Durbin Slams Big Pharma On High Cost Of Prescription Drugs In America
WASHINGTON – U.S. Senate Democratic Whip Dick Durbin (D-IL), a member of the Senate Judiciary Committee, today questioned James Stansel, Executive Vice President and General Counsel for Pharmaceutical Research and Manufacturers of America (PhRMA) on the high price of prescription drugs in America. In today’s hearing, Durbin slammed PhRMA for the pharmaceutical industry’s egregious tactics that leads to dramatic price increases for Americans, including patent manipulation to block generic competition, inflationary marketing through direct-to-consumer drug ads, and causing wasteful spending on discarded medications due to excessively large drug vials. Durbin has introduced bipartisan legislation to address each of these issues.
“Blue Cross Blue Shield in Illinois tells us that the largest single driver in an increase of health insurance premiums is the cost of prescription drugs. They spend more each year on the cost of prescription drugs than inpatient hospital care,” Durbin said.
Video of Durbin’s remarks in Committee are available here.
Audio of Durbin’s remarks in Committee is available here.
Footage of Durbin’s remarks in Committee is available here for TV Stations.
In April, Durbin introduced the bipartisan Reforming Evergreening and Manipulation that Extends Drug Years (REMEDY) Act, which aims to remove an incentive for brand-name drug makers to amass follow-on patents that shield their drugs from generic competition. Specifically, it would narrow the FDA’s 30-month stay of drug approval when a generic applicant challenges the patents covering a brand-name drug, so that this 30-month freeze would only apply to a brand-name drug’s patents on the chemical substance, not for secondary patents such as a pill coating or delivery method.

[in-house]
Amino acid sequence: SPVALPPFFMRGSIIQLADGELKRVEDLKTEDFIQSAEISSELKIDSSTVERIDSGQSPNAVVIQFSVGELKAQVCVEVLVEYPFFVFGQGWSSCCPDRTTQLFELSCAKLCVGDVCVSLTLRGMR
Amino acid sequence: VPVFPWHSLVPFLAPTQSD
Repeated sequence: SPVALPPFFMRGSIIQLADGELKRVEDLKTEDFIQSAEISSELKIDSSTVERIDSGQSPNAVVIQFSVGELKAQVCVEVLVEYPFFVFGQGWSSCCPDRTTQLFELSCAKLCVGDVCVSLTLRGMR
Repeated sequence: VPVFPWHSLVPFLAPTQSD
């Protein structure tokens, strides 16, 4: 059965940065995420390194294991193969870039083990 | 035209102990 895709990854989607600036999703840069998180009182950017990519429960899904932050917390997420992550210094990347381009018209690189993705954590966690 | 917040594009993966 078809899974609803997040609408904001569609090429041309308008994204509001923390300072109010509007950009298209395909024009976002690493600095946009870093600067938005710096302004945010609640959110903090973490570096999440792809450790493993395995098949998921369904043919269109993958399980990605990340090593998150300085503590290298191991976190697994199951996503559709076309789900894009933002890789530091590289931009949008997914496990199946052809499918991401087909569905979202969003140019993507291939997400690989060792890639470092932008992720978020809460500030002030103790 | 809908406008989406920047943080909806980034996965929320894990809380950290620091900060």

In March, Durbin introduced the Forcing Limits on Abusive and Tumultuous (FLAT) Drug Prices Act, which aims to prevent pharmaceutical companies from hiking the price of prescription drugs by reducing the government-granted monopoly period for medications if their prices are significantly increased—which would enable lower-cost generic drugs to come to market earlier.
Also in March, Durbin introduced a bipartisan bill that would reduce the egregious wasted spending on discarded medications that are the result of excessively large, single-use drug vials. The Recovering Excessive Funds for Unused and Needless Drugs (REFUND) Act would enable Medicare to recoup money from drug companies who were paid for wasted medications, and provide savings to seniors enrolled in Medicare.
Last year, the Senate passed a bipartisan amendment introduced by Durbin (D-IL) and Senator Chuck Grassley (R-IA) to the Defense-Labor-HHS-Education appropriations “minibus” package that provides the U.S. Department of Health and Human Services (HHS) with $1 million to implement rules requiring pharmaceutical companies to list prices of their prescription drugs in direct-to-consumer (DTC) advertisements. The amendment helps to empower patients, promote transparency, and lower prescription drug costs. Unfortunately, the amendment was stripped from the bill during the House-Senate conference process.
In November 2017, Durbin introduced legislation that would require the pharmaceutical industry to provide more information about the cost of drugs in their advertisements. The Drug-price Transparency in Communications (DTC) Act of 2017 would require drug companies to disclose the Wholesale Acquisition Cost (WAC) of a prescription medication in direct-to-consumer (DTC) advertising and in marketing to prescribers.
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